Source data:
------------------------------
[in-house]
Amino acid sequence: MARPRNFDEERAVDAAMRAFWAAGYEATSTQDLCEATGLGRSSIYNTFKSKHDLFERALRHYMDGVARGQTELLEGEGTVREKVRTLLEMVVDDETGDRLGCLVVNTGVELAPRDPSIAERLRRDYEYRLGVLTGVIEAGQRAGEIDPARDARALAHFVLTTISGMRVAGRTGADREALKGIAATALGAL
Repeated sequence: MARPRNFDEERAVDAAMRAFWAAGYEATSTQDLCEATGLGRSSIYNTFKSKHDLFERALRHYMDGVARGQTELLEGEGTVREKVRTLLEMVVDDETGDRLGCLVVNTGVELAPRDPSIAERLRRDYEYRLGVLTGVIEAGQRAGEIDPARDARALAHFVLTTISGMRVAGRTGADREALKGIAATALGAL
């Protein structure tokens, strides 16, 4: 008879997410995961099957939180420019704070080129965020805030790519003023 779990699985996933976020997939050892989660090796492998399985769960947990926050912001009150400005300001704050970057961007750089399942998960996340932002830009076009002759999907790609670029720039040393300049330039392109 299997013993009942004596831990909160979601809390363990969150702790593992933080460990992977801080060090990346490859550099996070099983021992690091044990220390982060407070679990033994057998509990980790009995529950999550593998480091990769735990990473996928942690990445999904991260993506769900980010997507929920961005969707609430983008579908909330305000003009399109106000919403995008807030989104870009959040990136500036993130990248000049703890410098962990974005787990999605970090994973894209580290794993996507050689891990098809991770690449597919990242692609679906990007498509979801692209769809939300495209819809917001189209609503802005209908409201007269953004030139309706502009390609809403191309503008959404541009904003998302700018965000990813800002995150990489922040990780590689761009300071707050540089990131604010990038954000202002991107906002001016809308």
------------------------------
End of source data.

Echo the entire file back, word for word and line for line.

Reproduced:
[in-house]
Amino acid sequence: MARPRNFDEERAVDAAMRAFWAAGYEATSTQDLCEATGLGRSSIYNTFKSKHDLFERALRHYMDGVARGQTELLEGEGTVREKVRTLLEMVVDDETGDRLGCLVVNTGVELAPRDPSIAERLRRDYEYRLGVLTGVIEAGQRAGEIDPARDARALAHFVLTTISGMRVAGRTGADREALKGIAATALGAL
Repeated sequence: MARPRNFDEERAVDAAMRAFWAAGYEATSTQDLCEATGLGRSSIYNTFKSKHDLFERALRHYMDGVARGQTELLEGEGTVREKVRTLLEMVVDDETGDRLGCLVVNTGVELAPRDPSIAERLRRDYEYRLGVLTGVIEAGQRAGEIDPARDARALAHFVLTTISGMRVAGRTGADREALKGIAATALGAL
């Protein structure tokens, strides 16, 4: 008879997410995961099957939180420019704070080129965020805030790519003023 779990699985996933976020997939050892989660090796492998399985769960947990926050912001009150400005300001704050970057961007750089399942998960996340932002830009076009002759999907790609670029720039040393300049330039392109 299997013993009942004596831990909160979601809390363990969150702790593992933080460990992977801080060090990346490859550099996070099983021992690091044990220390982060407070679990033994057998509990980790009995529950999550593998480091990769735990990473996928942690990445999904991260993506769900980010997507929920961005969707609430983008579908909330305000003009399109106000919403995008807030989104870009959040990136500036993130990248000049703890410098962990974005787990999605970090994973894209580290794993996507050689891990098809991770690449597919990242692609679906990007498509979801692209769809939300495209819809917001189209609503802005209908409201007269953004030139309706502009390609809403191309503008959404541009904003998302700018965000990813800002995150990489922040990780590689761009300071707050540089990131604010990038954000202002991107906002001016809308």